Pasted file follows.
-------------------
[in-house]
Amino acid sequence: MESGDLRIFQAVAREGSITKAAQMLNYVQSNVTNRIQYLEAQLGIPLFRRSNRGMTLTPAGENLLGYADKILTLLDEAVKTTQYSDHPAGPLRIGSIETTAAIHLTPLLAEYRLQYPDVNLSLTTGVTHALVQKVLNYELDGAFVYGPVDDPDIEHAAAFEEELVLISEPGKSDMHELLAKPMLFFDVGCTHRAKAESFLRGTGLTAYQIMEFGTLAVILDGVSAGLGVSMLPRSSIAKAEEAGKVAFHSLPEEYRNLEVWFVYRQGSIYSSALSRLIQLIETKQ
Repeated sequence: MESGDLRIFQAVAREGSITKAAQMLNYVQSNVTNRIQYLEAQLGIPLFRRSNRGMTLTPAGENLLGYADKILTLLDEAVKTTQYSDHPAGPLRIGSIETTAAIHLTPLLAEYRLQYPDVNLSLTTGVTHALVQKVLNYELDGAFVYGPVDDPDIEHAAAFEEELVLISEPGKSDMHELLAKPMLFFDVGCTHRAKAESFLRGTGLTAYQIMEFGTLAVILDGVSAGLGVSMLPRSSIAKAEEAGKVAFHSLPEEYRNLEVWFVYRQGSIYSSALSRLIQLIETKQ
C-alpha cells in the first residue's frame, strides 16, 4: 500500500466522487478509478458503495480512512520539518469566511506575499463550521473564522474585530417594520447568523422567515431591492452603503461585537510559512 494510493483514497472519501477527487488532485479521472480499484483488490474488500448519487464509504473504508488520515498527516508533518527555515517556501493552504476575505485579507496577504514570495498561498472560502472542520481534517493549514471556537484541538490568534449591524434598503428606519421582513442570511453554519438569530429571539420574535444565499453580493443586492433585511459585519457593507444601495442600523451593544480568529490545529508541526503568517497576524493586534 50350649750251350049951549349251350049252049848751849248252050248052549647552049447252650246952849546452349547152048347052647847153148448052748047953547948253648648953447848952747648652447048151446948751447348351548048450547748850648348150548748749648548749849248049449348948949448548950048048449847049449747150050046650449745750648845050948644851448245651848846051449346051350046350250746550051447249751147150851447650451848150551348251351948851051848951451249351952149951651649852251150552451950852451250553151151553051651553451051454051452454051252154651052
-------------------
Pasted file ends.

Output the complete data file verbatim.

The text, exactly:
[in-house]
Amino acid sequence: MESGDLRIFQAVAREGSITKAAQMLNYVQSNVTNRIQYLEAQLGIPLFRRSNRGMTLTPAGENLLGYADKILTLLDEAVKTTQYSDHPAGPLRIGSIETTAAIHLTPLLAEYRLQYPDVNLSLTTGVTHALVQKVLNYELDGAFVYGPVDDPDIEHAAAFEEELVLISEPGKSDMHELLAKPMLFFDVGCTHRAKAESFLRGTGLTAYQIMEFGTLAVILDGVSAGLGVSMLPRSSIAKAEEAGKVAFHSLPEEYRNLEVWFVYRQGSIYSSALSRLIQLIETKQ
Repeated sequence: MESGDLRIFQAVAREGSITKAAQMLNYVQSNVTNRIQYLEAQLGIPLFRRSNRGMTLTPAGENLLGYADKILTLLDEAVKTTQYSDHPAGPLRIGSIETTAAIHLTPLLAEYRLQYPDVNLSLTTGVTHALVQKVLNYELDGAFVYGPVDDPDIEHAAAFEEELVLISEPGKSDMHELLAKPMLFFDVGCTHRAKAESFLRGTGLTAYQIMEFGTLAVILDGVSAGLGVSMLPRSSIAKAEEAGKVAFHSLPEEYRNLEVWFVYRQGSIYSSALSRLIQLIETKQ
C-alpha cells in the first residue's frame, strides 16, 4: 500500500466522487478509478458503495480512512520539518469566511506575499463550521473564522474585530417594520447568523422567515431591492452603503461585537510559512 494510493483514497472519501477527487488532485479521472480499484483488490474488500448519487464509504473504508488520515498527516508533518527555515517556501493552504476575505485579507496577504514570495498561498472560502472542520481534517493549514471556537484541538490568534449591524434598503428606519421582513442570511453554519438569530429571539420574535444565499453580493443586492433585511459585519457593507444601495442600523451593544480568529490545529508541526503568517497576524493586534 50350649750251350049951549349251350049252049848751849248252050248052549647552049447252650246952849546452349547152048347052647847153148448052748047953547948253648648953447848952747648652447048151446948751447348351548048450547748850648348150548748749648548749849248049449348948949448548950048048449847049449747150050046650449745750648845050948644851448245651848846051449346051350046350250746550051447249751147150851447650451848150551348251351948851051848951451249351952149951651649852251150552451950852451250553151151553051651553451051454051452454051252154651052